House Repossession: What Happens After?

After your house has been repossessed, you may still have a debt to pay regarding your mortgage (known as Shortfall debt).  This article explains how to deal with house repossession and the impact your credit ratings. 

You may also want to read our article on how to stop repossession for more information.

Will repossession show on my credit file?

Repossession would still show on your credit file for at least six years. Similarly, houses do not have a credit history or rating and on checking your file, with one of the credit reference agencies, you should find that it shows details of how you have managed your credit commitments and any joint commitments. It could be that over a period of time you may have had a credit history at several addresses. There is a lot of useful information about credit ratings on the Money Advice Service website.

In 2010 the register of repossessions was closed.

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Can I get a mortgage after repossession?

You may find it difficult to get a new mortgage because you are obliged to tell the new lender that your previous home was repossessed.  You will also find it more difficult in the 6 years following the repayment of the debt. As the default will be on your credit record for this length of time. It will be the same if you go bankrupt following the repossession. Your previous lender might obtain a charging order on your new property if there is a mortgage shortfall remaining.

Can I get a mortgage after spouse’s house repossession?

There are many factors considered when a lender is considering a mortgage application. It would be impossible to give a certain answer. A lender would take a lot of information during the application process. They would make their decision based on many different factors. However, there are a couple of points that can be considered here:

  • Your spouse’s previous credit history may have an impact on future credit applications that he makes and if you are not linked financially then this information will not show up on your credit reference agency files. If you have a joint bank account, loan, or other financial crossovers then it may be that an application you make may highlight this to the lender.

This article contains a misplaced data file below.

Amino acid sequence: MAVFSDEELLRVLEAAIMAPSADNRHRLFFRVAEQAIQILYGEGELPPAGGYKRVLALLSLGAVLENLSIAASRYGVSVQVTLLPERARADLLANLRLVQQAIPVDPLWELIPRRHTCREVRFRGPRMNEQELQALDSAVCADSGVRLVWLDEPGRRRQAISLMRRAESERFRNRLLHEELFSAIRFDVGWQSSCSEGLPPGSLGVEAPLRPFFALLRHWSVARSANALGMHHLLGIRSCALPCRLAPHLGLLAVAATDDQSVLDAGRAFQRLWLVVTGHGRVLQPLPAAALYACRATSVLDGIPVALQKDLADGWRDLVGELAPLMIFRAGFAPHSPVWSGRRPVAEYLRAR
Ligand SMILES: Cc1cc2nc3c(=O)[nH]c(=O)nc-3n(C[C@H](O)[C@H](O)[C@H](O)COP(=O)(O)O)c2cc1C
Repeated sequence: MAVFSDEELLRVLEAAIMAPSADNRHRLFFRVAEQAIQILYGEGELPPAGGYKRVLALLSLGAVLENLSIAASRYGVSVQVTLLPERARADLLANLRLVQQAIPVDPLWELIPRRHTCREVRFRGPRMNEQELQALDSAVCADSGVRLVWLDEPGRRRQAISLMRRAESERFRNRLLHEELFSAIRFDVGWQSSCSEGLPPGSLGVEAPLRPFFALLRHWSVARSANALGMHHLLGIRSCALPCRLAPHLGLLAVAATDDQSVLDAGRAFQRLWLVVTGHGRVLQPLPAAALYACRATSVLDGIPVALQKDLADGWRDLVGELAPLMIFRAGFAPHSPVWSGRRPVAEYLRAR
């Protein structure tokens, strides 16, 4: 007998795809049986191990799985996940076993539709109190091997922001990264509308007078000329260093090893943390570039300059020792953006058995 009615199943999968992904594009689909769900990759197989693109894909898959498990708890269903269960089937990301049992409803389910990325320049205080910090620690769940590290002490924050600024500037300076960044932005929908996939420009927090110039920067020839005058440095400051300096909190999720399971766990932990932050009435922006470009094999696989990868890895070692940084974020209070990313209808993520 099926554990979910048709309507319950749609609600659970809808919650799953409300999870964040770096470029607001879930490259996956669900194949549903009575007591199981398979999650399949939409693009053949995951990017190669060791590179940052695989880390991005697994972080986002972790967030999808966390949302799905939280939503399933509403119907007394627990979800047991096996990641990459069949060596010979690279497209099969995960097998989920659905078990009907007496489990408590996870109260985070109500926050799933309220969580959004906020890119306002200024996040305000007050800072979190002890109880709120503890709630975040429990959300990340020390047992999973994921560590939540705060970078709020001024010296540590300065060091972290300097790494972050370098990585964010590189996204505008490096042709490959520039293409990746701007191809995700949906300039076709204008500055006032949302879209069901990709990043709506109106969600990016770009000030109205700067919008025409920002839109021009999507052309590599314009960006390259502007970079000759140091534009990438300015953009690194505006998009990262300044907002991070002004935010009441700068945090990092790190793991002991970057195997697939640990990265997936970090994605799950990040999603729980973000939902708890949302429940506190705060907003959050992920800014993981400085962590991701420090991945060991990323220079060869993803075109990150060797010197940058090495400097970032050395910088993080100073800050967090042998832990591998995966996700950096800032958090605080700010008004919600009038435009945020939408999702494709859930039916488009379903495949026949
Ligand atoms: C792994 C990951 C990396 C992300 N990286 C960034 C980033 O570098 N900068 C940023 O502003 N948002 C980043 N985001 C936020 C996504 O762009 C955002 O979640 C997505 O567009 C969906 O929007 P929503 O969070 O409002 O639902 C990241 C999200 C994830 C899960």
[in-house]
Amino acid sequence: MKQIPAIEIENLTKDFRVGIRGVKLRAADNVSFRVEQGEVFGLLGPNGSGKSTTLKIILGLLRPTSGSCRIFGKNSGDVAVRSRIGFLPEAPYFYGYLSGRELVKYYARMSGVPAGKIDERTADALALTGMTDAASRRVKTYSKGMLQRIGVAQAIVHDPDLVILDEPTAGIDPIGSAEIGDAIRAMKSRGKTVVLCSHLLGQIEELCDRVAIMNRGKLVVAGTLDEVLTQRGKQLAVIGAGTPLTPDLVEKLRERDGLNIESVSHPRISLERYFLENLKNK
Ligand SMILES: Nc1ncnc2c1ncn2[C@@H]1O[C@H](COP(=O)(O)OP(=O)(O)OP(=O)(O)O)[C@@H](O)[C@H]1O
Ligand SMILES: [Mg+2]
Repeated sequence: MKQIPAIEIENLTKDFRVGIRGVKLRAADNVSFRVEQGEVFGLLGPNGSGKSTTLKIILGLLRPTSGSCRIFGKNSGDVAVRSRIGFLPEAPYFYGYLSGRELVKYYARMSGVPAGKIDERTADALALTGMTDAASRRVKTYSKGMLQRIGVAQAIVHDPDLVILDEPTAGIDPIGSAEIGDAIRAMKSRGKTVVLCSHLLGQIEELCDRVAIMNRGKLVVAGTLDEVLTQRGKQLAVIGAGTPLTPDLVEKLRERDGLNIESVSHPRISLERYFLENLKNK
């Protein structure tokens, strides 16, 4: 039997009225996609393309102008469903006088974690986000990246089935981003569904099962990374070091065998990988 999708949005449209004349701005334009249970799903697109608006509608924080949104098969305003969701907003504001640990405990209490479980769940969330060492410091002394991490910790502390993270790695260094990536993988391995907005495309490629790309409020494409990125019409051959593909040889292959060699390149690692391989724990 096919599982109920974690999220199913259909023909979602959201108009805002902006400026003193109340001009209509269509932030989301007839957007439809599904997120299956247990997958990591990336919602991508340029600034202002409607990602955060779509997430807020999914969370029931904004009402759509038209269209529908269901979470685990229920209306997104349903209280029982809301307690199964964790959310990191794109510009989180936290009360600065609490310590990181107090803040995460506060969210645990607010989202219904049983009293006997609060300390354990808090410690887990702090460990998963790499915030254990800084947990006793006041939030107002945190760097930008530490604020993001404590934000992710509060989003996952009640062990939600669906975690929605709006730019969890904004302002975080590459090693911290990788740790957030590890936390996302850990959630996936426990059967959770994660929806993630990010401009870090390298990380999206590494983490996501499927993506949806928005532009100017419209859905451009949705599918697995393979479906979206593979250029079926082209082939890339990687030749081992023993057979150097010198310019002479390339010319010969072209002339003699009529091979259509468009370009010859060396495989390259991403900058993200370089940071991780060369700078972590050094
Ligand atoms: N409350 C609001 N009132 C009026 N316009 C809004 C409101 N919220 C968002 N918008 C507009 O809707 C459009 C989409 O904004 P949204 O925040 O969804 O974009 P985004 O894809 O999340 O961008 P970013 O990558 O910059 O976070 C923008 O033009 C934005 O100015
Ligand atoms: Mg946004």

• There are individuals who have mortgages in their name only and there also joint mortgage applications. A lender will ask for information about the household, or other people in the household, to assess the application, check affordability, to decide whether they are willing to lend. It will always be a lenders decision about the information they require in order to make an informed decision.

You may need to speak to a mortgage advisor. They can look at your case in more detail and fully answer your questions.

Can my home get repossessed after a charging order?

A charging order is normally given to anyone who in serious debt. One option your creditor has to get their money back is to go to court and get a charging order. A charging order secures your debt against your property, meaning if you can’t repay what you own you will lose your home.

A charging order can be repaid in two ways; you sell your house and the charging order is paid from any equity, or you make monthly payments and clear the debt. Therefore, if you move house any equity left after your mortgage is repaid will first go towards repaying the charging order.

I own multiple properties, if one gets repossessed will the others?

If your property gets repossessed you will be liable for any shortfall in the mortgage. Should you be unable to afford this shortfall, you may be forced to go bankrupt. If you do go bankrupt any other property that you are currently living in or own will form part of the bankruptcy estate and the Official Receiver may have an interest in this, particularly if there is significant equity in it.

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Can bailiffs break into my house after repossession?

Once the court has decided that your home can be repossessed the court does not automatically send a bailiff. Your mortgage lender is able to apply to the court for a ‘warrant of possession’ which will allow a bailiff to remove you from the property. Unfortunately, the bailiffs will have the power and right to force entry and evict you. To suspend a warrant of possession or get it set aside you would need to fill in an N244 form to request a hearing at the court. Please read our article on dealing with bailiffs for more information.

A repossession, or eviction, can often be stopped but you will need to take action quickly. It would be best to speak to a solicitor or legal adviser who is a specialist in housing law. You might also want to contact your local council for further re-housing advice.

You may also want to read our article on voluntary repossession.

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